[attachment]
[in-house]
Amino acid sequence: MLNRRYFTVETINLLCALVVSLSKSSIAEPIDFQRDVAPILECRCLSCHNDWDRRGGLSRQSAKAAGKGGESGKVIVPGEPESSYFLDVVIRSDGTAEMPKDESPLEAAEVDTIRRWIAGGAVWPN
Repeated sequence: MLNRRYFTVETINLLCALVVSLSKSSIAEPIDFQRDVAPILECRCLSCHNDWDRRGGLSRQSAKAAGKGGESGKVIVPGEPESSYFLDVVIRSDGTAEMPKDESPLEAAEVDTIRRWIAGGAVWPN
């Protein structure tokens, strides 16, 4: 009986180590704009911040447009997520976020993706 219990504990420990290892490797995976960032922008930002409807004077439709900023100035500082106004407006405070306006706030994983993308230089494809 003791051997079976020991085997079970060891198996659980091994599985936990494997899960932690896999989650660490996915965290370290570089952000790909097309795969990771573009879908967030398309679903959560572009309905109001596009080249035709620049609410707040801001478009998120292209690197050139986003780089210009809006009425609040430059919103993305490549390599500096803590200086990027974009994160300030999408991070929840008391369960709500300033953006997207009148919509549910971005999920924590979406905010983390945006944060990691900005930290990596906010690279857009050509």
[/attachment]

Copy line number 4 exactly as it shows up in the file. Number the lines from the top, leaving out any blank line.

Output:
């Protein structure tokens, strides 16, 4: 009986180590704009911040447009997520976020993706 219990504990420990290892490797995976960032922008930002409807004077439709900023100035500082106004407006405070306006706030994983993308230089494809 003791051997079976020991085997079970060891198996659980091994599985936990494997899960932690896999989650660490996915965290370290570089952000790909097309795969990771573009879908967030398309679903959560572009309905109001596009080249035709620049609410707040801001478009998120292209690197050139986003780089210009809006009425609040430059919103993305490549390599500096803590200086990027974009994160300030999408991070929840008391369960709500300033953006997207009148919509549910971005999920924590979406905010983390945006944060990691900005930290990596906010690279857009050509």